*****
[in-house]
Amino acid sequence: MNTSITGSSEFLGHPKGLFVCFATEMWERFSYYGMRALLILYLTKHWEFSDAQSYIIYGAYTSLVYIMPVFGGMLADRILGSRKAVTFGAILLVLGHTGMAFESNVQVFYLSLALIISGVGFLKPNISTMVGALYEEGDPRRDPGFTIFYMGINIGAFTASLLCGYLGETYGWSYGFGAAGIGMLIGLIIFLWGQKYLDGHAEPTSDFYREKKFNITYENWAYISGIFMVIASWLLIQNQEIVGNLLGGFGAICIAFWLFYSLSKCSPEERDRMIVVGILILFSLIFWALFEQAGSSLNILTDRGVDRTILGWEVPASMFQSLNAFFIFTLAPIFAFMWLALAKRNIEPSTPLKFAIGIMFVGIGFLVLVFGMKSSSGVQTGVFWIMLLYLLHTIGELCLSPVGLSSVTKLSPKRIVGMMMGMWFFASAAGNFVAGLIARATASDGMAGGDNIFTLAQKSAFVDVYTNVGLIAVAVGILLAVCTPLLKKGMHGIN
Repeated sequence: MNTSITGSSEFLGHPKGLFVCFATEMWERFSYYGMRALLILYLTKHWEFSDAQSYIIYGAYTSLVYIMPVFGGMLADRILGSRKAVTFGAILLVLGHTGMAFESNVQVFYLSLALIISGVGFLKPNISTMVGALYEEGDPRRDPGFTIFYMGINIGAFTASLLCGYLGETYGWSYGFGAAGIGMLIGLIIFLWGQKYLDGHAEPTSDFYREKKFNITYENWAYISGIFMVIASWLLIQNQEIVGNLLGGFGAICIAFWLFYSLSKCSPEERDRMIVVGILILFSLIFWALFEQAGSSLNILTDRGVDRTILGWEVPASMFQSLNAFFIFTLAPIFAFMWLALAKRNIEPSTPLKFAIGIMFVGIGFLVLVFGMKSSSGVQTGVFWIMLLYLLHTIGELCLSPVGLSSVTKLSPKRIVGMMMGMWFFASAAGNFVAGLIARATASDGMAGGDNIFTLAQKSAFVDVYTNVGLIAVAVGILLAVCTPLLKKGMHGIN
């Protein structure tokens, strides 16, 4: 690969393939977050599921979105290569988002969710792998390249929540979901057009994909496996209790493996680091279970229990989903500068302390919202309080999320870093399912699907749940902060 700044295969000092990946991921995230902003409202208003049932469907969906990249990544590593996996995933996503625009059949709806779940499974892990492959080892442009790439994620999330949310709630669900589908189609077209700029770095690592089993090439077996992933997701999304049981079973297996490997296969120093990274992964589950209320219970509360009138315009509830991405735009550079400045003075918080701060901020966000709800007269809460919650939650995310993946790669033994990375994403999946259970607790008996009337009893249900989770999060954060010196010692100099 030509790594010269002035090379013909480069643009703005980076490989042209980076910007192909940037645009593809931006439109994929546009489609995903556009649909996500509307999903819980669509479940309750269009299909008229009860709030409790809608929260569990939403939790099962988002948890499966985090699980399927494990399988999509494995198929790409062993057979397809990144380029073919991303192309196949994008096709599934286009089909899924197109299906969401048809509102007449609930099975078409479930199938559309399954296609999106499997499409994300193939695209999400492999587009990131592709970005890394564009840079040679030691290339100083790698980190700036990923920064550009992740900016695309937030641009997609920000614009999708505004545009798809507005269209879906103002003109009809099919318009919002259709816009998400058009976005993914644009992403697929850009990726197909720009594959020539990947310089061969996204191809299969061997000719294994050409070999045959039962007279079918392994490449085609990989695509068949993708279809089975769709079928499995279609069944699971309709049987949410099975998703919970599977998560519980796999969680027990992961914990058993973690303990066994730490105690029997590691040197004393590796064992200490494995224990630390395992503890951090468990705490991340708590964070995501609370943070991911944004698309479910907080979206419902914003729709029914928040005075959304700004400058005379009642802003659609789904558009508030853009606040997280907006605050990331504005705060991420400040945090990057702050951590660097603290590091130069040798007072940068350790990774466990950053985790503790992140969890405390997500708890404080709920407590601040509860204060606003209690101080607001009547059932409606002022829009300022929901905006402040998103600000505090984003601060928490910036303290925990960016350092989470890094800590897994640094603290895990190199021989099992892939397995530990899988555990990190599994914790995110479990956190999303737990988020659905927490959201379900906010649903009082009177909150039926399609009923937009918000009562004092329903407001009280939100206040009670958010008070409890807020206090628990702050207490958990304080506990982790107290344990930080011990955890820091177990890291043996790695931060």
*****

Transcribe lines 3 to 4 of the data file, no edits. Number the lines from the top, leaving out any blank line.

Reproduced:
Repeated sequence: MNTSITGSSEFLGHPKGLFVCFATEMWERFSYYGMRALLILYLTKHWEFSDAQSYIIYGAYTSLVYIMPVFGGMLADRILGSRKAVTFGAILLVLGHTGMAFESNVQVFYLSLALIISGVGFLKPNISTMVGALYEEGDPRRDPGFTIFYMGINIGAFTASLLCGYLGETYGWSYGFGAAGIGMLIGLIIFLWGQKYLDGHAEPTSDFYREKKFNITYENWAYISGIFMVIASWLLIQNQEIVGNLLGGFGAICIAFWLFYSLSKCSPEERDRMIVVGILILFSLIFWALFEQAGSSLNILTDRGVDRTILGWEVPASMFQSLNAFFIFTLAPIFAFMWLALAKRNIEPSTPLKFAIGIMFVGIGFLVLVFGMKSSSGVQTGVFWIMLLYLLHTIGELCLSPVGLSSVTKLSPKRIVGMMMGMWFFASAAGNFVAGLIARATASDGMAGGDNIFTLAQKSAFVDVYTNVGLIAVAVGILLAVCTPLLKKGMHGIN
């Protein structure tokens, strides 16, 4: 690969393939977050599921979105290569988002969710792998390249929540979901057009994909496996209790493996680091279970229990989903500068302390919202309080999320870093399912699907749940902060 700044295969000092990946991921995230902003409202208003049932469907969906990249990544590593996996995933996503625009059949709806779940499974892990492959080892442009790439994620999330949310709630669900589908189609077209700029770095690592089993090439077996992933997701999304049981079973297996490997296969120093990274992964589950209320219970509360009138315009509830991405735009550079400045003075918080701060901020966000709800007269809460919650939650995310993946790669033994990375994403999946259970607790008996009337009893249900989770999060954060010196010692100099 030509790594010269002035090379013909480069643009703005980076490989042209980076910007192909940037645009593809931006439109994929546009489609995903556009649909996500509307999903819980669509479940309750269009299909008229009860709030409790809608929260569990939403939790099962988002948890499966985090699980399927494990399988999509494995198929790409062993057979397809990144380029073919991303192309196949994008096709599934286009089909899924197109299906969401048809509102007449609930099975078409479930199938559309399954296609999106499997499409994300193939695209999400492999587009990131592709970005890394564009840079040679030691290339100083790698980190700036990923920064550009992740900016695309937030641009997609920000614009999708505004545009798809507005269209879906103002003109009809099919318009919002259709816009998400058009976005993914644009992403697929850009990726197909720009594959020539990947310089061969996204191809299969061997000719294994050409070999045959039962007279079918392994490449085609990989695509068949993708279809089975769709079928499995279609069944699971309709049987949410099975998703919970599977998560519980796999969680027990992961914990058993973690303990066994730490105690029997590691040197004393590796064992200490494995224990630390395992503890951090468990705490991340708590964070995501609370943070991911944004698309479910907080979206419902914003729709029914928040005075959304700004400058005379009642802003659609789904558009508030853009606040997280907006605050990331504005705060991420400040945090990057702050951590660097603290590091130069040798007072940068350790990774466990950053985790503790992140969890405390997500708890404080709920407590601040509860204060606003209690101080607001009547059932409606002022829009300022929901905006402040998103600000505090984003601060928490910036303290925990960016350092989470890094800590897994640094603290895990190199021989099992892939397995530990899988555990990190599994914790995110479990956190999303737990988020659905927490959201379900906010649903009082009177909150039926399609009923937009918000009562004092329903407001009280939100206040009670958010008070409890807020206090628990702050207490958990304080506990982790107290344990930080011990955890820091177990890291043996790695931060």